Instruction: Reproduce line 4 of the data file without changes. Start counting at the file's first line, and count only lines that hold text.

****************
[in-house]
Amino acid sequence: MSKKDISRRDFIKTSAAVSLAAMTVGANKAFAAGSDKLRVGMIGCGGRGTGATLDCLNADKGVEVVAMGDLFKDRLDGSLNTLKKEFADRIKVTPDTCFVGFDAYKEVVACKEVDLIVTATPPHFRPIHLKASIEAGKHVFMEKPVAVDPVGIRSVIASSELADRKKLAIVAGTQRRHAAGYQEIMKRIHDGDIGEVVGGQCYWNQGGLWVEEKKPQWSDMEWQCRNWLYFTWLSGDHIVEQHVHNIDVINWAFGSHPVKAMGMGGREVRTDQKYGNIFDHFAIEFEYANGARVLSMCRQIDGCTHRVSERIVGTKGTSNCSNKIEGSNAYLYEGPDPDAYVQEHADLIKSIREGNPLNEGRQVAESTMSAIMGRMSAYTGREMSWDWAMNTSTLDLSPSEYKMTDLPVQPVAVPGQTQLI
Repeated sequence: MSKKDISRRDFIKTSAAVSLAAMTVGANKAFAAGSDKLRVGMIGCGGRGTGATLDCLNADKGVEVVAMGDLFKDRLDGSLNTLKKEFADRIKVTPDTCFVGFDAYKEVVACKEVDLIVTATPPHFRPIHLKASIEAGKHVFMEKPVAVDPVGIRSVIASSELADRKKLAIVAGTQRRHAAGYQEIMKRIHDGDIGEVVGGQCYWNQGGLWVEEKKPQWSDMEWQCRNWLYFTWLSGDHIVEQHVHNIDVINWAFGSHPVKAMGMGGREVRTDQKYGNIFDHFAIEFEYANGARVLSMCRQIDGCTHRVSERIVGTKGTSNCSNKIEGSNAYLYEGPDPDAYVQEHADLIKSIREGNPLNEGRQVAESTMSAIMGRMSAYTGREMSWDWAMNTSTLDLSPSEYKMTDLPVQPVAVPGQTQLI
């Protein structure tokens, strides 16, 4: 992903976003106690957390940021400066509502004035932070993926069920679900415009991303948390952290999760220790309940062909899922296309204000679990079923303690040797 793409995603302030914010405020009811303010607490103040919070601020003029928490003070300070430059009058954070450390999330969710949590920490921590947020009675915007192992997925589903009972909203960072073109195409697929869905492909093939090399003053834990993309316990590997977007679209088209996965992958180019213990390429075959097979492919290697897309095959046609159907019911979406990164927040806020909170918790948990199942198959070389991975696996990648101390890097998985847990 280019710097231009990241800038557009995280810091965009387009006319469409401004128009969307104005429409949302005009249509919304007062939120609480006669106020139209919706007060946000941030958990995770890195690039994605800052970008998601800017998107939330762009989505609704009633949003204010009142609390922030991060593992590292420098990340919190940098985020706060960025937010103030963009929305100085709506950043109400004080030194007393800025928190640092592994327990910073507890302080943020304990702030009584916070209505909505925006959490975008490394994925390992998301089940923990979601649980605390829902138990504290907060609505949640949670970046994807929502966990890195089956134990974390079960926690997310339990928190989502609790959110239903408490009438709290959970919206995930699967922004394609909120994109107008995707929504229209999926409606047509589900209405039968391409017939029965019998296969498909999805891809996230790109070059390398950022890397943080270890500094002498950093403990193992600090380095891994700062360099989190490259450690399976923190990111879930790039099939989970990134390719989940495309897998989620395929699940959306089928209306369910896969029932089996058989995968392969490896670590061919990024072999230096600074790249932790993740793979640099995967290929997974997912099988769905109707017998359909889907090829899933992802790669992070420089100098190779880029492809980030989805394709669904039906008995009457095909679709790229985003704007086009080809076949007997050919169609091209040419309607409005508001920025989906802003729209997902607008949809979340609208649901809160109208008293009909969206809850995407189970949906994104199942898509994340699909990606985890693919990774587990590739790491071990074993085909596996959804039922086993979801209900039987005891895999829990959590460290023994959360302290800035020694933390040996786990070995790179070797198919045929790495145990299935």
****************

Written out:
């Protein structure tokens, strides 16, 4: 992903976003106690957390940021400066509502004035932070993926069920679900415009991303948390952290999760220790309940062909899922296309204000679990079923303690040797 793409995603302030914010405020009811303010607490103040919070601020003029928490003070300070430059009058954070450390999330969710949590920490921590947020009675915007192992997925589903009972909203960072073109195409697929869905492909093939090399003053834990993309316990590997977007679209088209996965992958180019213990390429075959097979492919290697897309095959046609159907019911979406990164927040806020909170918790948990199942198959070389991975696996990648101390890097998985847990 280019710097231009990241800038557009995280810091965009387009006319469409401004128009969307104005429409949302005009249509919304007062939120609480006669106020139209919706007060946000941030958990995770890195690039994605800052970008998601800017998107939330762009989505609704009633949003204010009142609390922030991060593992590292420098990340919190940098985020706060960025937010103030963009929305100085709506950043109400004080030194007393800025928190640092592994327990910073507890302080943020304990702030009584916070209505909505925006959490975008490394994925390992998301089940923990979601649980605390829902138990504290907060609505949640949670970046994807929502966990890195089956134990974390079960926690997310339990928190989502609790959110239903408490009438709290959970919206995930699967922004394609909120994109107008995707929504229209999926409606047509589900209405039968391409017939029965019998296969498909999805891809996230790109070059390398950022890397943080270890500094002498950093403990193992600090380095891994700062360099989190490259450690399976923190990111879930790039099939989970990134390719989940495309897998989620395929699940959306089928209306369910896969029932089996058989995968392969490896670590061919990024072999230096600074790249932790993740793979640099995967290929997974997912099988769905109707017998359909889907090829899933992802790669992070420089100098190779880029492809980030989805394709669904039906008995009457095909679709790229985003704007086009080809076949007997050919169609091209040419309607409005508001920025989906802003729209997902607008949809979340609208649901809160109208008293009909969206809850995407189970949906994104199942898509994340699909990606985890693919990774587990590739790491071990074993085909596996959804039922086993979801209900039987005891895999829990959590460290023994959360302290800035020694933390040996786990070995790179070797198919045929790495145990299935």